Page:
Half way through Amanda Drennan's first ever competition kayak race it all started to go horribly wrong.
Battling a strong crosswind the 24-year-old's canoe toppled over, and she ended up in the drink.
"All I could think was I hope my coach isn't watching this, he'll be so angry," a dripping wet Drennan said after being helped ashore.
But in a life full of challenges, toppling overboard was small beer.
Drennan was born without a right leg. She's used to dealing with adversity. Which explains why just a matter of hours after the ignominy of capsizing, Drennan convincingly won her second race.
It's the sort of pluck which first caught the eye of Australian Paracanoe talent scouts. Paracanoe will be introduced at the Rio 2016 Paralympics, and head coach Andrea Wood has been busy scouring the country looking for talent.
And Drennan, who hails from the tiny community on Victoria's Phillip Island, fits the bill perfectly. She recently swam the 66 kilometres around the island to raise money for a future hospital.
"I used to be a swimmer, I went to Athens and Beijing with the Paralympics," Drennan said.
"I did pool swimming for 13 years, and I suppose I got a bit stagnant, and was looking for something new, something to challenge myself."
Maybe in a sign of what was to come, she then told me she still hadn't fallen in.
"I haven't been for a swim yet, touch wood, I quit swimming for a reason," she said, the day before falling in.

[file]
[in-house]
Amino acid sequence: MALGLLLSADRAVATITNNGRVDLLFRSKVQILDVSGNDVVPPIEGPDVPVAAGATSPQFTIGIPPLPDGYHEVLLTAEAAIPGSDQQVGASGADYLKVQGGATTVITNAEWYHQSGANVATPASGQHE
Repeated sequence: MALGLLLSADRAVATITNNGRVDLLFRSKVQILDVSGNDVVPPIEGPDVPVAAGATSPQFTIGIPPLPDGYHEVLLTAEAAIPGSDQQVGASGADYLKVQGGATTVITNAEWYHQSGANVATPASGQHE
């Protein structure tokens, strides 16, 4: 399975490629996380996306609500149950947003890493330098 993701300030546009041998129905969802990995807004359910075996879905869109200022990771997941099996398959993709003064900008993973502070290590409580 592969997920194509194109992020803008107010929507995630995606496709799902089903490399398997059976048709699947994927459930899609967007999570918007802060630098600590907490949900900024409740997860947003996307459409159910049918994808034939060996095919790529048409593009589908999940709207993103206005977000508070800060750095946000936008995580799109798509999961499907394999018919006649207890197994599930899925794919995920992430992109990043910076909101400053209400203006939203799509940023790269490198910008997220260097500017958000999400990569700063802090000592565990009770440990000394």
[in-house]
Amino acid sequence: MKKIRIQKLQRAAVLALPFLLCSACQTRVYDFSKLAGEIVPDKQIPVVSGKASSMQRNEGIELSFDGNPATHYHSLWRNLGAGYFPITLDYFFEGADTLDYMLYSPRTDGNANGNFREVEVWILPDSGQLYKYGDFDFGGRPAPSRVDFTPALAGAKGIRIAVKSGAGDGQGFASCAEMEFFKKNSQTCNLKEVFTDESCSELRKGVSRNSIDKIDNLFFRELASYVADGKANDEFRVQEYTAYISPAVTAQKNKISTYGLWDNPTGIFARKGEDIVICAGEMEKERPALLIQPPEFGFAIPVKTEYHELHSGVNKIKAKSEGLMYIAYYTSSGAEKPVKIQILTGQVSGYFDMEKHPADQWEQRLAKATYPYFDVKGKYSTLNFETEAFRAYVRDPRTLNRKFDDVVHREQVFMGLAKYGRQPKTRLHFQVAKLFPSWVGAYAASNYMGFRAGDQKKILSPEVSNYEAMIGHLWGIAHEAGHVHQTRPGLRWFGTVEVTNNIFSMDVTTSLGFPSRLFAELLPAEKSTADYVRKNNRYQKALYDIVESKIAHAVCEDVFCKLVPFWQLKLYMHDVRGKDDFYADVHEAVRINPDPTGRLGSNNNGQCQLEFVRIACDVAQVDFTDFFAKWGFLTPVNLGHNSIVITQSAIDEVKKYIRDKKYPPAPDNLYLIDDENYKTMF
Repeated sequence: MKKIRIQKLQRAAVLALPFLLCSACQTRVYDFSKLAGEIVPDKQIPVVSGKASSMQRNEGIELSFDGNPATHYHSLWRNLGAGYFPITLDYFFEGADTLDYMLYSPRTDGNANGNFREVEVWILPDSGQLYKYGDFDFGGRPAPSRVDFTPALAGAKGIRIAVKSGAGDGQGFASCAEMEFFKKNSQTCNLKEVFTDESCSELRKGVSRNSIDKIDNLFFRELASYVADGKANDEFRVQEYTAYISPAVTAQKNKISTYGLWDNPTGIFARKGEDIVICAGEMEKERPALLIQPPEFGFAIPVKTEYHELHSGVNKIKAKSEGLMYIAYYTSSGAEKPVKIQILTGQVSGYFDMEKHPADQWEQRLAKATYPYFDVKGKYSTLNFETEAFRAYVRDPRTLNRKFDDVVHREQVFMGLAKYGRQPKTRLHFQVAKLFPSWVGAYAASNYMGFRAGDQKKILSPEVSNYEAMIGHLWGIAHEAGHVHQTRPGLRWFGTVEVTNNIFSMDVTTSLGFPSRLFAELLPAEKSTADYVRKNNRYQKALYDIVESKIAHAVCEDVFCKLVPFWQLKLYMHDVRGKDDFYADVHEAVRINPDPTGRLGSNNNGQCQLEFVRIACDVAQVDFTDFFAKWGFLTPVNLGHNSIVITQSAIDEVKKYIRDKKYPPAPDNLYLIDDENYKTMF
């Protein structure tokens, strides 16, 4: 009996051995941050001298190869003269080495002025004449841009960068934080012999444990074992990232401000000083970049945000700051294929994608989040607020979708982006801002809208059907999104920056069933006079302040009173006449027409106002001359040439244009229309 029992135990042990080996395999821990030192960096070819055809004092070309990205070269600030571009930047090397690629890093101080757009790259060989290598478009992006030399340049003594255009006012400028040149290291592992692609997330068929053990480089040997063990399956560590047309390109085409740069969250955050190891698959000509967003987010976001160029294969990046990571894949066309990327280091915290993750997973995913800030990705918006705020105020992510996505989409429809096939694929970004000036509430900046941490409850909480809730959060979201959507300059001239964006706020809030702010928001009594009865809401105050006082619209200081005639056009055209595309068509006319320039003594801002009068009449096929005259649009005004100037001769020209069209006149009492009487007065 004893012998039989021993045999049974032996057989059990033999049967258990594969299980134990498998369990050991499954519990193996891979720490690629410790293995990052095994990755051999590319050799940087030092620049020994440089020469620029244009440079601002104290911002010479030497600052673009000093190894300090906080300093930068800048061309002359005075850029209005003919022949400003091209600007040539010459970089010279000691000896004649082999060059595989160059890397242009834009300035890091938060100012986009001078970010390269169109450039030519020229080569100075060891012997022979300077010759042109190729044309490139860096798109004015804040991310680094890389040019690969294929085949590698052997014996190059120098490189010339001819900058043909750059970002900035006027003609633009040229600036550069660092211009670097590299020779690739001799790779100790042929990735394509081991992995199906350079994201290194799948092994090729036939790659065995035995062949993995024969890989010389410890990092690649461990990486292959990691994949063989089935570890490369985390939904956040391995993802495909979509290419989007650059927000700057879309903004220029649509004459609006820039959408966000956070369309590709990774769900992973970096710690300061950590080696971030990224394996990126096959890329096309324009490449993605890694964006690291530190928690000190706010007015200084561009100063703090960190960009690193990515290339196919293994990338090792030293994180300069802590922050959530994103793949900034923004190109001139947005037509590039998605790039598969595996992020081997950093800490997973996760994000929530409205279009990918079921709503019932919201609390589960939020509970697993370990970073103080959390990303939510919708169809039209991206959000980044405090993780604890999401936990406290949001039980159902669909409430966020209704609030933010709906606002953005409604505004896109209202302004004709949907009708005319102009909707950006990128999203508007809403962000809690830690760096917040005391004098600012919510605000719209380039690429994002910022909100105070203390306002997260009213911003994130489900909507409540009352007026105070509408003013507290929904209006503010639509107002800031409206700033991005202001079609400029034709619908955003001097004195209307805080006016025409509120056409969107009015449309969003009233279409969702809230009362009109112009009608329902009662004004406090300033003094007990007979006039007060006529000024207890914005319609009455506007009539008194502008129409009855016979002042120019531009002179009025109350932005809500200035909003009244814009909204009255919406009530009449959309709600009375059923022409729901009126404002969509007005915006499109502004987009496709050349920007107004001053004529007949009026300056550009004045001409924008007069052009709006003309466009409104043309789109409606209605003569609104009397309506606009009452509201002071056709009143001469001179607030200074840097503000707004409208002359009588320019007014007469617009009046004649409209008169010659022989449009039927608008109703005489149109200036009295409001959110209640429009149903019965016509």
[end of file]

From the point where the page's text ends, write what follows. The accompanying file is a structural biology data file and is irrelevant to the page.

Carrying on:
Drennan is enjoying the challenge, and using muscles differently.
"There's a lot more rotation, a lot more pressure on my lower back," she said.
"I was born with a twisted pelvis, so I can feel that really working through the lower back, whereas swimming really works through everything."
Like every single one of the record 18 paracanoe entrants in Perth on the weekend, the prospect of wearing the green and gold in Rio in 2016 is a driving force.
"Absolutely," she said.
"I'm the sort of person who can't just get out there and do it for fitness, I want to do it because I like to achieve, I like to work hard and to have goals.
"Because I've been to two Paralympics previously, I know what it's like, I know what that hunger is. I don't have a gold medal yet, so definitely that would be nice to add to the collection one day. Aim for the moon and you land on a star."
It's been a big year for Drennan. Not only is she taking on a new sporting challenge, she's just started a Chinese massage business on Phillip Island.
And she's fallen out of a canoe for the first time.